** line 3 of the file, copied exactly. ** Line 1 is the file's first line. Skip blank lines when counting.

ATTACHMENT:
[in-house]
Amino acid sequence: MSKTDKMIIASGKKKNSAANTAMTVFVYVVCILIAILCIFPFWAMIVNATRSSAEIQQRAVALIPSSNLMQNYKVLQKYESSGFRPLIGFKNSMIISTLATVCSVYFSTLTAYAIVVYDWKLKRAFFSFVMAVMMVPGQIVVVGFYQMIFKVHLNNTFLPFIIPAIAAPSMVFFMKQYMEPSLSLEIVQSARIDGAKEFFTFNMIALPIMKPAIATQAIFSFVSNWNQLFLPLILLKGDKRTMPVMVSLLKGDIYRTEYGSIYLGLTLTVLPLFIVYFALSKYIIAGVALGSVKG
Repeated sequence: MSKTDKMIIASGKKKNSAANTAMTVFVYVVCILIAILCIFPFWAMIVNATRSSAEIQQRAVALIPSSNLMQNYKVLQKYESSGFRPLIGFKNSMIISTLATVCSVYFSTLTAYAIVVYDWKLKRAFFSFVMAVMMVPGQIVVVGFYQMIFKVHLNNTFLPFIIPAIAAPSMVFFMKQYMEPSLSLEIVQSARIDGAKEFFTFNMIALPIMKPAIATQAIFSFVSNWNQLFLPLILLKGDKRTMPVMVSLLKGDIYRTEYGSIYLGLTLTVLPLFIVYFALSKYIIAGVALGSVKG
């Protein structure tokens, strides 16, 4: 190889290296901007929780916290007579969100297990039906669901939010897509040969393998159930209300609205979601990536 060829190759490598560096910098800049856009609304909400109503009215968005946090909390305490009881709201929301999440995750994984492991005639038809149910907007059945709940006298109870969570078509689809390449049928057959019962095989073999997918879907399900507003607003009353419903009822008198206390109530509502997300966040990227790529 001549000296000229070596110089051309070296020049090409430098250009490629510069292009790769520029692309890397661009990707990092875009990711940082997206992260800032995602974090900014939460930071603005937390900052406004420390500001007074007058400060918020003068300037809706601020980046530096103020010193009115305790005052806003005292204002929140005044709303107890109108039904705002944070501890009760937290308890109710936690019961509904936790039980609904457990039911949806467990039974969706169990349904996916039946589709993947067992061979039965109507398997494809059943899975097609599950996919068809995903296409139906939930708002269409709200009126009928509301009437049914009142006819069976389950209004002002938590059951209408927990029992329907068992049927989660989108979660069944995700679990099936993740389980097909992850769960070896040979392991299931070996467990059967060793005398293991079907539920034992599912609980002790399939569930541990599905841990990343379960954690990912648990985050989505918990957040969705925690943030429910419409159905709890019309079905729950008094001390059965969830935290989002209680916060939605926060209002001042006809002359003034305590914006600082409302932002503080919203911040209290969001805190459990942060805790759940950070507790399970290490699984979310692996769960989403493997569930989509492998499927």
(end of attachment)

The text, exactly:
Repeated sequence: MSKTDKMIIASGKKKNSAANTAMTVFVYVVCILIAILCIFPFWAMIVNATRSSAEIQQRAVALIPSSNLMQNYKVLQKYESSGFRPLIGFKNSMIISTLATVCSVYFSTLTAYAIVVYDWKLKRAFFSFVMAVMMVPGQIVVVGFYQMIFKVHLNNTFLPFIIPAIAAPSMVFFMKQYMEPSLSLEIVQSARIDGAKEFFTFNMIALPIMKPAIATQAIFSFVSNWNQLFLPLILLKGDKRTMPVMVSLLKGDIYRTEYGSIYLGLTLTVLPLFIVYFALSKYIIAGVALGSVKG